In a pioneering career across four decades, including 24 years as her own boss, ms. Wells lawrence and her colleagues, Dick Rich and Stewart greene, created hands-on campaigns that defied orthodoxy, took chances, and, with flashes of wit and insight, often turned old-fashioned selling into entertainm­ent. Sometimes they radically changed public perception­s.

Her agency’s best-known campaign was “I (heart) nY,” which began in 1977, when new York city’s social fabric seemed to be fraying, with dangerous streets littered with garbage and graffiti, a serial killer at large, and racial strife. to resurrect tourism in the city and around new York state, the state hired Wells Rich greene and graphic designer milton glaser, who devised the heart logo to go with the campaign’s catchphras­e.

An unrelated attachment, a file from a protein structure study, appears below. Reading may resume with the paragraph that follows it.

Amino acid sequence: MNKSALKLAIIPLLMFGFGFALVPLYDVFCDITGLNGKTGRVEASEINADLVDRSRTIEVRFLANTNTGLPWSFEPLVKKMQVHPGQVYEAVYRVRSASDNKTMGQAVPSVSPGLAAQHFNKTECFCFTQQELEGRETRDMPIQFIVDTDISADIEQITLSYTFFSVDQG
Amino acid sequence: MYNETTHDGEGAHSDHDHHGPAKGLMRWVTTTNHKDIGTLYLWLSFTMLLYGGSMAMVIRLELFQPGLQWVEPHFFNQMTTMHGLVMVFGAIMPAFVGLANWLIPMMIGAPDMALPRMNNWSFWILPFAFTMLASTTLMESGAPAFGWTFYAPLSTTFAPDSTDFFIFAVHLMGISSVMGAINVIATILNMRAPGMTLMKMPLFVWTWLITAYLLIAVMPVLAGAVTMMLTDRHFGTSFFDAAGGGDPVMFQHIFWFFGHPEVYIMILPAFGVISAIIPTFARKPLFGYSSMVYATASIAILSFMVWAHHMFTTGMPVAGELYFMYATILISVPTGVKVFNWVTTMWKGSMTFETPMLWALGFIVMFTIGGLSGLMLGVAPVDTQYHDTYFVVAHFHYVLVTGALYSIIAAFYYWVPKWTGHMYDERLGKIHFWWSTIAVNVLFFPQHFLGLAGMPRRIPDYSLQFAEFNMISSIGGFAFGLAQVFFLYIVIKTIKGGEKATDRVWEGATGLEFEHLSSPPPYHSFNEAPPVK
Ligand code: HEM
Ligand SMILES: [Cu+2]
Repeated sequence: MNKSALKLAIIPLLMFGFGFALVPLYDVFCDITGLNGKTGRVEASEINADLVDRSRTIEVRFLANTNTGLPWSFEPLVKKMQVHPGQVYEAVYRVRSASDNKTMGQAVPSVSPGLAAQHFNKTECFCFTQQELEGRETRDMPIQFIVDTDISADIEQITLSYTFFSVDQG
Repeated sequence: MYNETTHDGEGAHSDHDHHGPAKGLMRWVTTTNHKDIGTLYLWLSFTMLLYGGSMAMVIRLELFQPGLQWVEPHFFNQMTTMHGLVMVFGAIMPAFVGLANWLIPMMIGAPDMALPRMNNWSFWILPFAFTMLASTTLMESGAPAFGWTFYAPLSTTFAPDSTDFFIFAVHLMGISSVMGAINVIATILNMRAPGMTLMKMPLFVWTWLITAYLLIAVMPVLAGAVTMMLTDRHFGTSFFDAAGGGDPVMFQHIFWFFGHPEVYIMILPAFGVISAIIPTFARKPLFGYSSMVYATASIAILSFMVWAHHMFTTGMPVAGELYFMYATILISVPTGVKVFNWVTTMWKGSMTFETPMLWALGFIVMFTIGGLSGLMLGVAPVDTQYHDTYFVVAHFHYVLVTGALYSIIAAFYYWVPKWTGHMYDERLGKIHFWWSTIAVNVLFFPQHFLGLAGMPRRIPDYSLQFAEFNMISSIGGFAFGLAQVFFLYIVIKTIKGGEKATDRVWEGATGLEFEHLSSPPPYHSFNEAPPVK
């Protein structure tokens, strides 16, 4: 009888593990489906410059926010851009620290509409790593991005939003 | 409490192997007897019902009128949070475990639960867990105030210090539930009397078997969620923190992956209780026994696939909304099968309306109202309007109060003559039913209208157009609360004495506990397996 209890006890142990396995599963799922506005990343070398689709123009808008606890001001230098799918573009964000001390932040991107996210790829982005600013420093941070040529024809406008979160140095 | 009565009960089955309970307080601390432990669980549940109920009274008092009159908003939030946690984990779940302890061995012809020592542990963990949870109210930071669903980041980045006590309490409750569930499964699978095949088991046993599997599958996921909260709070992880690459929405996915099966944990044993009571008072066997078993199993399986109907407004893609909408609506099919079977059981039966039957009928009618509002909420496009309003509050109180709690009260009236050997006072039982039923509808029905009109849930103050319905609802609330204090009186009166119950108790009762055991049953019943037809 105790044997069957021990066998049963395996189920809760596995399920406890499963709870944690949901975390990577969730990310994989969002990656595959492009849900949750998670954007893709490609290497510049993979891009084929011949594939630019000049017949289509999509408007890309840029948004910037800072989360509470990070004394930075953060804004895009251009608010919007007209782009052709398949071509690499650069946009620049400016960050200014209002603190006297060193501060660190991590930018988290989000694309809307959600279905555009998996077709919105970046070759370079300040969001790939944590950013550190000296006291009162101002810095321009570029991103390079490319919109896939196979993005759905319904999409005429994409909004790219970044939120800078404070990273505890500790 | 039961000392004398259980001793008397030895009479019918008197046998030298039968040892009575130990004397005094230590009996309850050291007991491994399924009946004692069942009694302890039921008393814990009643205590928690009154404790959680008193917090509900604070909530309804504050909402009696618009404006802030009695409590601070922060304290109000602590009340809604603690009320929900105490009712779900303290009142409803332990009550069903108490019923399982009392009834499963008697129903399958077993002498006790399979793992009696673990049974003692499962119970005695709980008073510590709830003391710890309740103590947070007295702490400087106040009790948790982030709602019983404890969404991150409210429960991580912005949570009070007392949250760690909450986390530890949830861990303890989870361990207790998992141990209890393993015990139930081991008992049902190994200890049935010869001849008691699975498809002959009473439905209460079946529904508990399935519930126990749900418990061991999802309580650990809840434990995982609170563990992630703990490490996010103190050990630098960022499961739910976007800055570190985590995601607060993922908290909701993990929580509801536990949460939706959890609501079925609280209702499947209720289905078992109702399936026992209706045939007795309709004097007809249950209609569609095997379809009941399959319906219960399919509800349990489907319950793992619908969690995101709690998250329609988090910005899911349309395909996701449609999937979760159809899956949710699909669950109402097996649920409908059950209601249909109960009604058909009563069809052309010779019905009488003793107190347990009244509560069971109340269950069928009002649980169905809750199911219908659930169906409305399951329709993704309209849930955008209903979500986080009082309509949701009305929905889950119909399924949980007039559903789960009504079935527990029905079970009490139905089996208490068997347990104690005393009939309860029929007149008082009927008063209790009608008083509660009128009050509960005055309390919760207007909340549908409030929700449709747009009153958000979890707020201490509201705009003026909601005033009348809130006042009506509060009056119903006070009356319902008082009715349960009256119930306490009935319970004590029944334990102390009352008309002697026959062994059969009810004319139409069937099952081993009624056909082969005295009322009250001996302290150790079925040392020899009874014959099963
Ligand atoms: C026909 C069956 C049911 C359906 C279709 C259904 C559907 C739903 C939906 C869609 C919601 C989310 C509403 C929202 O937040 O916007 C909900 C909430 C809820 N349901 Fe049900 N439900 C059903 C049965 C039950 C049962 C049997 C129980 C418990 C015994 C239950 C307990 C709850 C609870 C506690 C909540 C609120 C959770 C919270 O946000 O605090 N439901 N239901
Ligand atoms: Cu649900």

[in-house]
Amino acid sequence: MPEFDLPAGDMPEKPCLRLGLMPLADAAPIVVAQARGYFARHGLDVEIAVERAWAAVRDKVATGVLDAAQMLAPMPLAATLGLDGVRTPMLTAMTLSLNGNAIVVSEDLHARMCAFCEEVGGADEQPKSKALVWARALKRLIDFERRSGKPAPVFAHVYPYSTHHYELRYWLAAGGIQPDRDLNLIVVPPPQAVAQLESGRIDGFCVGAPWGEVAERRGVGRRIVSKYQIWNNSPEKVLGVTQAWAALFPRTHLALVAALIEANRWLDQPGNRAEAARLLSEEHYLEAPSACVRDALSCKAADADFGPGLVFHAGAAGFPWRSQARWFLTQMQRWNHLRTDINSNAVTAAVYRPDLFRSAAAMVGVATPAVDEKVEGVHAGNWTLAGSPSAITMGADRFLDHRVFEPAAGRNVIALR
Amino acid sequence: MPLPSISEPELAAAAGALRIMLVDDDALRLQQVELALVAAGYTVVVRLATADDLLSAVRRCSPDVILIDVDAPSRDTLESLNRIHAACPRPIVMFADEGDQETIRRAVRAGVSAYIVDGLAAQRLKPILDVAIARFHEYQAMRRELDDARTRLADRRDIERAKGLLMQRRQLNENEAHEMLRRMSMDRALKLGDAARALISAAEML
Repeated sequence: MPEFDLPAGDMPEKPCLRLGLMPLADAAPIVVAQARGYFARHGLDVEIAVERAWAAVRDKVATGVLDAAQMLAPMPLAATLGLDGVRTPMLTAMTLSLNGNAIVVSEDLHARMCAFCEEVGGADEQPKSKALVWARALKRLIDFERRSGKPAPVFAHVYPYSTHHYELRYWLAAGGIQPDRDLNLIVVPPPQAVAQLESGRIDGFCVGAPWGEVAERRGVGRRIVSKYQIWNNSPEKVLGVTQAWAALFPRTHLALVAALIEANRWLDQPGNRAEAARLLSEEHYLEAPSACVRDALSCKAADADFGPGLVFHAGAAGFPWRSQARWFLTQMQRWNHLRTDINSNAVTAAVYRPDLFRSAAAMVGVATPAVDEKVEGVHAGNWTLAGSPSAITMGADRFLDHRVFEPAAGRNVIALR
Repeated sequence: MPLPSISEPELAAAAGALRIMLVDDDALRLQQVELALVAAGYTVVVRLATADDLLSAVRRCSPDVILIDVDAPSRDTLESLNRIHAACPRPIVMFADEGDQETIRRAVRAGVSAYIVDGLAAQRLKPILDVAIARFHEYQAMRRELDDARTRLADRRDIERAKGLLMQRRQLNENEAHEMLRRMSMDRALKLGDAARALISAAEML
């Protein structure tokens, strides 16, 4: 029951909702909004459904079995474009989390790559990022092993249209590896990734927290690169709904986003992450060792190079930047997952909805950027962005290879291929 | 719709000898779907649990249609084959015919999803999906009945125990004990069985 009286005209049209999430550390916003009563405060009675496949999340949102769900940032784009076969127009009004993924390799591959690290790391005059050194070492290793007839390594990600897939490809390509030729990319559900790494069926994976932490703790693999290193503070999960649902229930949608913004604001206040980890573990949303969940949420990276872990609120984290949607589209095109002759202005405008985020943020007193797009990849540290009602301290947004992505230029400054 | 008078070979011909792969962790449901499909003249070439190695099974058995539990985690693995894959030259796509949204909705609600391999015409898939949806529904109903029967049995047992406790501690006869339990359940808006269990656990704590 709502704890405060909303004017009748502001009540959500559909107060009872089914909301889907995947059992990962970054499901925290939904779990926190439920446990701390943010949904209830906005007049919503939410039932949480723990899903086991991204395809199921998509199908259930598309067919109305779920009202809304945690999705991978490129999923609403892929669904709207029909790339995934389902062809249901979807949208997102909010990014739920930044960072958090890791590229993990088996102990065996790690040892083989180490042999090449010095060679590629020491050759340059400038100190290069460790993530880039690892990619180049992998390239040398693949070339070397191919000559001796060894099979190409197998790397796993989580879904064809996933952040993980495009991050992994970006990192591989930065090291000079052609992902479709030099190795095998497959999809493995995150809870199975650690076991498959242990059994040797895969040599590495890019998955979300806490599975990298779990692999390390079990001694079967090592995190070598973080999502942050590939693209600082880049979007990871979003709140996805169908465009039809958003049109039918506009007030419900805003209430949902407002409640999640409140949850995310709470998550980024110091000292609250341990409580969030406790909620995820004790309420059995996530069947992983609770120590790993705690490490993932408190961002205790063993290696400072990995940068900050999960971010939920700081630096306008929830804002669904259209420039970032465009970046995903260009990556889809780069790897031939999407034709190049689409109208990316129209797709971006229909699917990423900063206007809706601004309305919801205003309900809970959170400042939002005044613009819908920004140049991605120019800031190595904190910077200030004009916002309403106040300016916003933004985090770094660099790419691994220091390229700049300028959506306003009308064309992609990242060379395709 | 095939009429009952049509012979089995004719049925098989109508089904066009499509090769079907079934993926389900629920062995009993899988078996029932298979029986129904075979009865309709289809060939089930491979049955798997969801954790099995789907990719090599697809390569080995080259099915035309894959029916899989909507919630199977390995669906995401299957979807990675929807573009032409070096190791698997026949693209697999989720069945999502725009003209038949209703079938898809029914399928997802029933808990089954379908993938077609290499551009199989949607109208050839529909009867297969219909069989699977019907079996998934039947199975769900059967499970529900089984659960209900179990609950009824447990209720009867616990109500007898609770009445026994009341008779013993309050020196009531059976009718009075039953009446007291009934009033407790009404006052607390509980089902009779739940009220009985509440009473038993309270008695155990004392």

“the first commercial we made ended with Frank langella as Dracula,” ms. Wells lawrence recalled in a memoir, “A big life (in Advertisin­g)” (2002). It was shot with machine-generated fog outside the martin beck theater on 45th Street in midtown, where langella was starring as that famous vampire. “Swirling in his Dracula cape, he looks into your eyes and says thrillingl­y, ‘I love new York — especially in the evening.’”

Stars of broadway, Hollywood, and the metropolit­an Opera, political leaders and hosts of celebritie­s appeared in the ads. the “I love new York” song, composed by Steve Karmen, was declared the state anthem by governor Hugh carey in 1980, and the glaser logo, a staple of television ads, still appears on millions of t-shirts, buttons, caps, and posters.